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Social technology funding organisation Nominet Trust has opened nominations for its third annual NT100 list of 100 companies using technology for good causes.
The NT100 Tech for Good list is designed to showcase entrepreneurs who have developed technology to improve people’s lives and highlight personal and corporate social responsibility.
A number of companies will comprise a judging panel, including Facebook, Salesforce, Telefonica (O2), Oxfam, Comic Relief, the Big Lottery Fund and Creative England to choose who will appear in the final 100.
“There’s certainly space for commercial ventures who have at their heart, and their reason for being, a desire to make things better,” Vicki Hearn, director at the Nominet Trust, said.
“It doesn’t mean they can’t be sustainable as well but, at their core, they’re doing things for the right reasons.”
These partners will promote the final list to spread awareness about how technology can improve lives.
Criteria such as level of inspiration, use of technology and social impact will be used to measure each nominated project.
Nominations will be collected through open applications and by Nominet Trust researchers around the world who are aware of projects in different regions.
This year the Nominet Trust will focus on global technology to show how individuals worldwide are using technology to solve humanitarian problems.
“We really want to make sure it has an international flavour this year, we’re hoping to achieve that even more fully than we have done in the past, by using these local hubs who know the territory and the people who are active,” said Hearn.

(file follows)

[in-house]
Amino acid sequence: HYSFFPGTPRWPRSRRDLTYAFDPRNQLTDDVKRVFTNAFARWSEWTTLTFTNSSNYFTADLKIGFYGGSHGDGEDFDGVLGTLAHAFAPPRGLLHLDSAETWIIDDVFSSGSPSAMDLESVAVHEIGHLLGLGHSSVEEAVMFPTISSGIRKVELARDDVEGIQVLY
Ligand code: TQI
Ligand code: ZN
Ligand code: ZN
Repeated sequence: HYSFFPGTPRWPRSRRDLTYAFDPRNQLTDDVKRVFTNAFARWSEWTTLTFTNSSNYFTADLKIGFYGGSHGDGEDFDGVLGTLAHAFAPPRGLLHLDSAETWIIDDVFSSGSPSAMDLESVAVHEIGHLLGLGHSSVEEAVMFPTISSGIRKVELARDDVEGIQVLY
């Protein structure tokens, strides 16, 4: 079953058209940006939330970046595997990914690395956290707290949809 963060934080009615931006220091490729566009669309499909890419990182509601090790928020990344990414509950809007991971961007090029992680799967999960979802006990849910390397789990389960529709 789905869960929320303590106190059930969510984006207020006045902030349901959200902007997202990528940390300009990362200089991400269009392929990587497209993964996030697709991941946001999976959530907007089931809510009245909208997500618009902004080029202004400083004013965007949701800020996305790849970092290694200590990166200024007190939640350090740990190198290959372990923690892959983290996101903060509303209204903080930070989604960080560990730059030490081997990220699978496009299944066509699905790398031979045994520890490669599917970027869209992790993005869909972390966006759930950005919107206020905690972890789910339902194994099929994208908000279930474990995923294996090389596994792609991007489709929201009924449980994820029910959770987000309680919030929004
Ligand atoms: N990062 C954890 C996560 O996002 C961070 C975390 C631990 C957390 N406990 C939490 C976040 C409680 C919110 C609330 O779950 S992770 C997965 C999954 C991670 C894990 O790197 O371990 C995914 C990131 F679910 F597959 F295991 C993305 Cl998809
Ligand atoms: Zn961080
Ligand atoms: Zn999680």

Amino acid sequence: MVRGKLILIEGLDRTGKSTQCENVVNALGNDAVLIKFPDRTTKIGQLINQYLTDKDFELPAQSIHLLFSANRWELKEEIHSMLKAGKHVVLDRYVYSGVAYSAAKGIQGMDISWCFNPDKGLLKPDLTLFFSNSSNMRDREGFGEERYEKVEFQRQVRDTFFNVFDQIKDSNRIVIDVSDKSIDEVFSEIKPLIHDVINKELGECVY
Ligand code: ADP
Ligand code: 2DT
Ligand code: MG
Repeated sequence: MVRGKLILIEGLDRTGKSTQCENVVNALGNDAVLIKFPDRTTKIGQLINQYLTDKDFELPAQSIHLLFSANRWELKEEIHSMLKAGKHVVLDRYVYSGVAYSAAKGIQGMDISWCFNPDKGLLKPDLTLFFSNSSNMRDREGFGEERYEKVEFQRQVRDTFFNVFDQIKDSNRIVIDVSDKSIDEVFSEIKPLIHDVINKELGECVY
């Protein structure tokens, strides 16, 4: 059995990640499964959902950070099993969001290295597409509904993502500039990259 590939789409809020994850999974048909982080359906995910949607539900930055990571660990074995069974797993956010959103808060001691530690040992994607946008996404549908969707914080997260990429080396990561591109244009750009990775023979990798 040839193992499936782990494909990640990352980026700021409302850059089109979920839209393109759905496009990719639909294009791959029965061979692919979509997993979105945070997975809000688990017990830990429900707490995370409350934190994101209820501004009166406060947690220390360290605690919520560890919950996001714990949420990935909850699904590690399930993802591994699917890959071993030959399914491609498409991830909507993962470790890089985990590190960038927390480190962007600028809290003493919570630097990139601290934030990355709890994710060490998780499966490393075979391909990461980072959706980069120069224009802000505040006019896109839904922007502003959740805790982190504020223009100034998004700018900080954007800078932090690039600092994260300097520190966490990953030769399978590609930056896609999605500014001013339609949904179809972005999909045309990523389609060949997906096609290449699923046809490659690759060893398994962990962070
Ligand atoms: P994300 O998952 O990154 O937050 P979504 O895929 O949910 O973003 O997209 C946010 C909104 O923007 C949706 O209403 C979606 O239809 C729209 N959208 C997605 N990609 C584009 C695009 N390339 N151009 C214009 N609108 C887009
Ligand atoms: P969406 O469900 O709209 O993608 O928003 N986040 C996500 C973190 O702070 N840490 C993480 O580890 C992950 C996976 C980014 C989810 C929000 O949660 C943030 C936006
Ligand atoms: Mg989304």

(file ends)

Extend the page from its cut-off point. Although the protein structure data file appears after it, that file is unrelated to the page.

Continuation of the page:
“Inspiration is a key criterion.”
Generational technology angle
Hearn said that often the younger generation come at things from a different perspective and develop ideas that focus more on helping people than making profit.
Melissa Di Donato, vice-president of Emea from partner firm Salesforce, confirmed that one of the reasons she wanted to be involved with the project was to promote a selfless mindset try to inspire others to innovate in the same way.
Di Donato explained that, in her previous work with organisations such as Apps for Good and Stemettes, she had noticed that younger people – and especially young women – were more inclined to use technology to help people.
“Their default is not always to create a business for profit – for young girls getting into Stem and for young girls looking for inspiration around what they can do, their default tends to be doing something for good,” Di Donato said.
“It’s really time that we as a tech industry begin to put more focus on the people and the entrepreneurs who are making positive social impact utilising technology and using their stories and their efforts and success to hopefully inspire others through technology success.”
Charity Oxfam will take part in the judging process. Oxfam’s ICT in programme lead, Amy O’Donnell, highlighted the importance of acknowledging technology-driven good causes.
“There are some really key areas where we can really see the benefits of introducing technology,” said O’Donnell.
“Nothing gets done without dialogue and without conversation – these sorts of opportunities let us think about not just the technology contribution, but also the influence we can have by coming together.”
As well as promoting good causes, O’Donnell said the mixture of firms on the judging panel highlighted the importance of private sector organisations working with charities to expand their reach and engage more people.
“It’s really critical that we look to the private sector for inspiration around how we can be harnessing technology – and also thinking about what the sustainable solutions look like,” O’Donnell said.
Nominations for the NT100 Tech for Good list are open until 30 September 2015, and the final 100 will be revealed in December 2015.
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